In early 2016, Steven Nelson was lured to Gotts Point in southern Idaho, brutally beaten, stripped naked and robbed. The University of Idaho alumnus, in his 40s, died hours later of a heart attack after walking barefoot to get help.
Before he died, Nelson offered details about his attackers to police, and the men were later sentenced to decades in prison for his murder, according to news reports. The attack against Nelson, an openly gay man, appeared to be homophobic, part of a setup by a group posting sexual ads online.
Now, Denise Bennett, an associate professor of journalism at the University of Idaho, is creating a documentary about Nelson called Gotts Point. The film looks at Nelson's case, as well as the lack of protections in place at the state level for LGBT people based on their sexual orientation or gender identity.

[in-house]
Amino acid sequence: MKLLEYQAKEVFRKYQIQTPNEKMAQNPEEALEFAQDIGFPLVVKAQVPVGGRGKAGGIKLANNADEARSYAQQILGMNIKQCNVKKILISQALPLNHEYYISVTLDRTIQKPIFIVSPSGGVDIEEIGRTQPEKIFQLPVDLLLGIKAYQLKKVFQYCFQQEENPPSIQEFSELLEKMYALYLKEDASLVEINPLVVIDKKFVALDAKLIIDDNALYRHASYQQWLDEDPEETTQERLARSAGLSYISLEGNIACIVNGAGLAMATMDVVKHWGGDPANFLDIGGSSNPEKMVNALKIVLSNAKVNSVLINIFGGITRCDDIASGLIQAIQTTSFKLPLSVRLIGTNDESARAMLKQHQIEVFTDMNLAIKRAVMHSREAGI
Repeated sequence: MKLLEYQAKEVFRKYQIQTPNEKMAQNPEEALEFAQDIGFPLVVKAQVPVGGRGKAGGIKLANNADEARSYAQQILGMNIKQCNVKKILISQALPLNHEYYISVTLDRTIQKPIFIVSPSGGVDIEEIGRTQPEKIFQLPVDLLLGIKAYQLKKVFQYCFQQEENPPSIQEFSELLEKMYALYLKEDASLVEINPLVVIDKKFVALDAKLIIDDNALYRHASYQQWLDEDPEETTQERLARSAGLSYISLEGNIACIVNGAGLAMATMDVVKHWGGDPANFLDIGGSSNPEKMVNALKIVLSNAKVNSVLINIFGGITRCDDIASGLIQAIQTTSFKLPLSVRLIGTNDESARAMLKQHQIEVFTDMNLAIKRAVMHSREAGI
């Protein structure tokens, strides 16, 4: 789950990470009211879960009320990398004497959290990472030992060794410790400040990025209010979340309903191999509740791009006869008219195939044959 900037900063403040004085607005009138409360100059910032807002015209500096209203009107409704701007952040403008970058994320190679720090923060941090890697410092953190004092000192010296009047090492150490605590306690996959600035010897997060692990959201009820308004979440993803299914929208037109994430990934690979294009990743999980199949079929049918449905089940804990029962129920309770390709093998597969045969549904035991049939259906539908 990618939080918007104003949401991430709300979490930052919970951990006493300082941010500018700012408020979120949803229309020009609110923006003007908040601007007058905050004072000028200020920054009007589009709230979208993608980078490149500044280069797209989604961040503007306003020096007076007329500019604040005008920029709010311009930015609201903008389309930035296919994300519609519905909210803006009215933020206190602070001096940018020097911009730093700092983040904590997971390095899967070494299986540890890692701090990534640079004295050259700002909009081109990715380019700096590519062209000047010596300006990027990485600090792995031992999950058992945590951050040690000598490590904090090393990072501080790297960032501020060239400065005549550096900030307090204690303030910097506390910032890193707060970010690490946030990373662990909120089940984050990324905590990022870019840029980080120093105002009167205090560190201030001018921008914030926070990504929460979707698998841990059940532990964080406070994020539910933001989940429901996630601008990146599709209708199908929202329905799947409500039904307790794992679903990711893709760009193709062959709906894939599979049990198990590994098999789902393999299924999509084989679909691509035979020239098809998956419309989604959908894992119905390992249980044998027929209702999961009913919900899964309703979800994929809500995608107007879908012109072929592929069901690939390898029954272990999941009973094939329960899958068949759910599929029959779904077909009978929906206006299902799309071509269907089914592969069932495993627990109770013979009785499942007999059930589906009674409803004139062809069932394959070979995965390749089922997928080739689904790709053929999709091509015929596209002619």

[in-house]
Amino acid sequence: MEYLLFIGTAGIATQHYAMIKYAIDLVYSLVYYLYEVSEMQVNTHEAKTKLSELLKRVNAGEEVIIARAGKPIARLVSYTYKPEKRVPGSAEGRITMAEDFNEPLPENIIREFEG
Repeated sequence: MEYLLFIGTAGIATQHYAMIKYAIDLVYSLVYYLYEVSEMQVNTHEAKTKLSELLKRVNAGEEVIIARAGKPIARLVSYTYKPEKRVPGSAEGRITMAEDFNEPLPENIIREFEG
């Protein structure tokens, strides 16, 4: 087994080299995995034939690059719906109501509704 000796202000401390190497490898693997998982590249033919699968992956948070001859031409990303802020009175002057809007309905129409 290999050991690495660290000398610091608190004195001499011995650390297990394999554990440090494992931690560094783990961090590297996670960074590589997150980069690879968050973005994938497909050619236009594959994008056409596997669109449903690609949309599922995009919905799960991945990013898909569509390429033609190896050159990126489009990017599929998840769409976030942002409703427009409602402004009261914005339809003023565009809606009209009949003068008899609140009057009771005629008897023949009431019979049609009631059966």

Bennett, who taught Nelson when he was a student and knew him well as a friend, will screen the documentary at 7 pm Thursday night, Aug. 23, at the Kenworthy Performing Arts Centre, 508 S. Main St., in Moscow. Doors open at 6:30 pm. She hopes the film can spur change.
"I felt compelled to make a film that could maybe provoke some cultural or legislative changes in Idaho," she says.
Admission is by donation, and the proceeds will support Bennett's oral history project "Idaho Queered," in which she's been collaborating with other groups to collect and archive the stories of LGBTQ Idahoans to assist social scientists with future research.